The Productivity Commission has recommended 42 changes to make regulations less burdensome in sectors including aged care, education, transport, media and telecommunications and health care.
This sector accounted for 33 per cent of Australian GDP, or a worth of $338 billion, in 2007-08. It also accounted for 43 per cent of overall Australian employment in May 2009.
In its report, the Productivity Commission found that regulations used in an attempt to reduce risk could produce compliance burdens that impedde broader policy intent.
"Excessive minimisation or avoidance of risk through regulation can also lead to overly prescriptive regulations, 'black letter law' interpretation of regulations by regulators and excessive reporting requirements," it said.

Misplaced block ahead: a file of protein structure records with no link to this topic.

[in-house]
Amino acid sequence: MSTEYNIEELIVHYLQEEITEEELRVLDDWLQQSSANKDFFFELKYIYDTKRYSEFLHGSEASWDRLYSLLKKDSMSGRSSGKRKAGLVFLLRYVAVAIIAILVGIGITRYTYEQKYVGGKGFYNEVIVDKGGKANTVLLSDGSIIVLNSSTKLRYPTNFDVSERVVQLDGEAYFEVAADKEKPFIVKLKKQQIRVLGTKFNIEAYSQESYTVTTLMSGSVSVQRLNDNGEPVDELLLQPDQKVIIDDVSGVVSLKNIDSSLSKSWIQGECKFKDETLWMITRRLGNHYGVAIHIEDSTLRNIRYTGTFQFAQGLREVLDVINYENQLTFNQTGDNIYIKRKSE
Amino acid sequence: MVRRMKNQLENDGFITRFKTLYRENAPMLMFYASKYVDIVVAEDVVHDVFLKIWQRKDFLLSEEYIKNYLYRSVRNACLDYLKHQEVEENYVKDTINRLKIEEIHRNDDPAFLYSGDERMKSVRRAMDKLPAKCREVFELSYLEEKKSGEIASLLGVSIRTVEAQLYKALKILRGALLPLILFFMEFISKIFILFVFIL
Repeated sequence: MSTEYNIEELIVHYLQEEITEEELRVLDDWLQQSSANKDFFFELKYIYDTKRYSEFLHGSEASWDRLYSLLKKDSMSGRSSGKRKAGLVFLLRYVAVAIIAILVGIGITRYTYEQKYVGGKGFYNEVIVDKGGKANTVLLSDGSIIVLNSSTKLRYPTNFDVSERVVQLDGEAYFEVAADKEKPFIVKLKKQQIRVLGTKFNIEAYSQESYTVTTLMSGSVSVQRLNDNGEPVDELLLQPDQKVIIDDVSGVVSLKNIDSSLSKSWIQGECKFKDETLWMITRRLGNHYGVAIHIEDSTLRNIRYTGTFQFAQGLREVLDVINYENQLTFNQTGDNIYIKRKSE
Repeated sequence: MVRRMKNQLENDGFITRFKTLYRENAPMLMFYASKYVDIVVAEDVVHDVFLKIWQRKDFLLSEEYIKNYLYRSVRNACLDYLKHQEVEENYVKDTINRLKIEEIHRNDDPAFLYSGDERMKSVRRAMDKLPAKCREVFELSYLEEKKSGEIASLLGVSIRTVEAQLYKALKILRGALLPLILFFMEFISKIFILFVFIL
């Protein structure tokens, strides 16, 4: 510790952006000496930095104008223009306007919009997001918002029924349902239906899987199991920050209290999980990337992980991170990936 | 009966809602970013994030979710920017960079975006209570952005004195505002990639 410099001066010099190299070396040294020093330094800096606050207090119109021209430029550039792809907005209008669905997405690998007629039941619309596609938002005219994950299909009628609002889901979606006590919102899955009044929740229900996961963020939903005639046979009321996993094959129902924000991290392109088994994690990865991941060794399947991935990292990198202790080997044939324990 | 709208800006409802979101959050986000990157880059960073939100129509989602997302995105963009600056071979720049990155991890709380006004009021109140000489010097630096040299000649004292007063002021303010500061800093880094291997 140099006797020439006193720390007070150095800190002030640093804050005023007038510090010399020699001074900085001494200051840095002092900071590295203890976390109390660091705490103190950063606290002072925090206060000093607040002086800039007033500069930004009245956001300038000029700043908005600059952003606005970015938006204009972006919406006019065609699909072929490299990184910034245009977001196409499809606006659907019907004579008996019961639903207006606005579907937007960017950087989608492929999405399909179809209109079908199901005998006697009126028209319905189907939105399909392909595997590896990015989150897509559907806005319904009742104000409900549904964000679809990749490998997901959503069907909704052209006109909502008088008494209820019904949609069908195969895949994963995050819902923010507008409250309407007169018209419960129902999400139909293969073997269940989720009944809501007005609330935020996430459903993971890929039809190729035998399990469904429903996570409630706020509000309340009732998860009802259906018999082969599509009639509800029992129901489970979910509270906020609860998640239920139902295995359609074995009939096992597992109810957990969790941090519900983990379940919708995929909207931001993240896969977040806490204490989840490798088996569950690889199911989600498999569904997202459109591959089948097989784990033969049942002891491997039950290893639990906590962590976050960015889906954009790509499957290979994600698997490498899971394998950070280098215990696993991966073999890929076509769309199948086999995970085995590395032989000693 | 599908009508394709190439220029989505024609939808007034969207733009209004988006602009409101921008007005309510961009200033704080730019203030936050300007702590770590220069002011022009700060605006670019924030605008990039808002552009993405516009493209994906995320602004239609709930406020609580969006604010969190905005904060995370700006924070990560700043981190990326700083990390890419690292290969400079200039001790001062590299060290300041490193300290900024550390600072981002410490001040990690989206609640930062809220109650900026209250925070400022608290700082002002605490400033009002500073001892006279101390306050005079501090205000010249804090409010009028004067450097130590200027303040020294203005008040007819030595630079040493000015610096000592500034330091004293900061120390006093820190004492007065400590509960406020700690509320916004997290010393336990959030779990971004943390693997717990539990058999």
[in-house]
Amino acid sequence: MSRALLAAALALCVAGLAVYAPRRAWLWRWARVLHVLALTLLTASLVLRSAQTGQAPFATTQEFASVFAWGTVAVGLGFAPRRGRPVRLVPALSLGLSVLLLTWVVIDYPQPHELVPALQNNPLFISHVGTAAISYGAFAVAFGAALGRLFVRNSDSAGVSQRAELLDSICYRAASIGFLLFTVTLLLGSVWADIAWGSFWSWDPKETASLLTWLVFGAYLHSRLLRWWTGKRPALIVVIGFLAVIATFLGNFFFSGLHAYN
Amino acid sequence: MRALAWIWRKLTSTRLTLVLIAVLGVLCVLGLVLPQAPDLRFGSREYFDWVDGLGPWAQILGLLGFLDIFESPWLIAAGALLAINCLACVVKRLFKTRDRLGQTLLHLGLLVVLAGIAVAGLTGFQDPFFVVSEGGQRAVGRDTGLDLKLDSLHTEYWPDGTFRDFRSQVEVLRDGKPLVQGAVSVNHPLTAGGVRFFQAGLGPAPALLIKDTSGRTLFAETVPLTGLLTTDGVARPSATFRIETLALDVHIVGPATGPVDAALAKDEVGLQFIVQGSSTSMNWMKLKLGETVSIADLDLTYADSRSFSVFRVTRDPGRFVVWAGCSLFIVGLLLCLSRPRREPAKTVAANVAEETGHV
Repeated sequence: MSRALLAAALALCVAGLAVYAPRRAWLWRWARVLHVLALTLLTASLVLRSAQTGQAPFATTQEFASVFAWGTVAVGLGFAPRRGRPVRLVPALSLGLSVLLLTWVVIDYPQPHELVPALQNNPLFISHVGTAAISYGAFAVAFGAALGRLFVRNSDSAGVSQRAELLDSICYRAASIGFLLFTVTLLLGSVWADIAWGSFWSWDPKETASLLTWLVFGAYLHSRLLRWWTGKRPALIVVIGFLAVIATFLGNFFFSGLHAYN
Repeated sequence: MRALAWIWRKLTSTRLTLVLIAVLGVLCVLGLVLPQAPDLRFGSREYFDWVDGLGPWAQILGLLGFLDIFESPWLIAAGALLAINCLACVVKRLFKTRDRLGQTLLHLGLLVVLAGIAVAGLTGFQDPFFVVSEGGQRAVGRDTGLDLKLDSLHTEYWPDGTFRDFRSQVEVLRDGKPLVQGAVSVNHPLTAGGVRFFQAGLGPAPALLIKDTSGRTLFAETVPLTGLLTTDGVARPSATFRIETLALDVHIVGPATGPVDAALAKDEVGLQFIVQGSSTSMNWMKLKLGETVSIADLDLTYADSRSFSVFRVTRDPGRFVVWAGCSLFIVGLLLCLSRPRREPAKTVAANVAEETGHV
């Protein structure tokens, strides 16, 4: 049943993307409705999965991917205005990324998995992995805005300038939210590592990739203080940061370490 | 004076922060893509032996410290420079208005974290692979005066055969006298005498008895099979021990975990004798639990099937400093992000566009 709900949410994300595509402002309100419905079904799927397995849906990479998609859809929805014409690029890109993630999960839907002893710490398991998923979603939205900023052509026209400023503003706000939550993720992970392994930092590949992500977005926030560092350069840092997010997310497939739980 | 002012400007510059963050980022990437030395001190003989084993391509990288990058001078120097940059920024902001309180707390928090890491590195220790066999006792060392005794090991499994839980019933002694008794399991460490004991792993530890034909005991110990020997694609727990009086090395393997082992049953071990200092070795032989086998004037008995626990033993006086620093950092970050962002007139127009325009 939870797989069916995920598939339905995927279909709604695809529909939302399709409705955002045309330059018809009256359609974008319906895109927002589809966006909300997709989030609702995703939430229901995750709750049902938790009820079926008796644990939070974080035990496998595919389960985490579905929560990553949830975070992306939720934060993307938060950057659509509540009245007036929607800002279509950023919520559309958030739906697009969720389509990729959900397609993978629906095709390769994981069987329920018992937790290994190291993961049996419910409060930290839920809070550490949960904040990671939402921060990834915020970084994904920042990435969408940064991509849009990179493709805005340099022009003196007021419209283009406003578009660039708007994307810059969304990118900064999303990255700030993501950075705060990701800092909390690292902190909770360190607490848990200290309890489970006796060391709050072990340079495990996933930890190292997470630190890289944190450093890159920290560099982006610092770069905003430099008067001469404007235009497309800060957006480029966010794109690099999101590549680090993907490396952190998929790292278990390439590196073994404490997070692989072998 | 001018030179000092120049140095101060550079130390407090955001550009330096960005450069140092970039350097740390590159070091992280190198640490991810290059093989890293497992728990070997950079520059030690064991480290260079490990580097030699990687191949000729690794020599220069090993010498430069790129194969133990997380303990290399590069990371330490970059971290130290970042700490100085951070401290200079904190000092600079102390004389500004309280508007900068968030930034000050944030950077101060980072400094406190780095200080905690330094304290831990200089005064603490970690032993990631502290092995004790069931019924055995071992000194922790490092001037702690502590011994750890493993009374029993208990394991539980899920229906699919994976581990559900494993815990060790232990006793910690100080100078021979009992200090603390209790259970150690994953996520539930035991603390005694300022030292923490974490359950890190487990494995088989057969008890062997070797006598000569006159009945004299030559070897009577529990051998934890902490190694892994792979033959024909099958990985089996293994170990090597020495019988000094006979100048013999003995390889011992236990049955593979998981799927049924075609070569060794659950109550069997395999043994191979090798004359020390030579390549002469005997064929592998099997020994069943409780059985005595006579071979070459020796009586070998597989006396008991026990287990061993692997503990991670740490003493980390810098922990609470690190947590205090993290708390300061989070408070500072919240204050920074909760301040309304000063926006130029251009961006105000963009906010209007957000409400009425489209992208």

"This excessive risk management can impede innovations in service delivery, increase costs, undermine staff morale and commandeer resources for compliance purposes away from the core aspects of service delivery."
The federal political structure was also blamed for creating overlapping and inconsistent regulations across states and territories.
Minister for Finance Lindsay Tanner welcomed the recommendations and said the Government would consider them.
"Reviews such as this have been necessary because in the past there has been no process for regularly scrutinising the cost creep to business from poorly designed or outdated Government regulation," she said.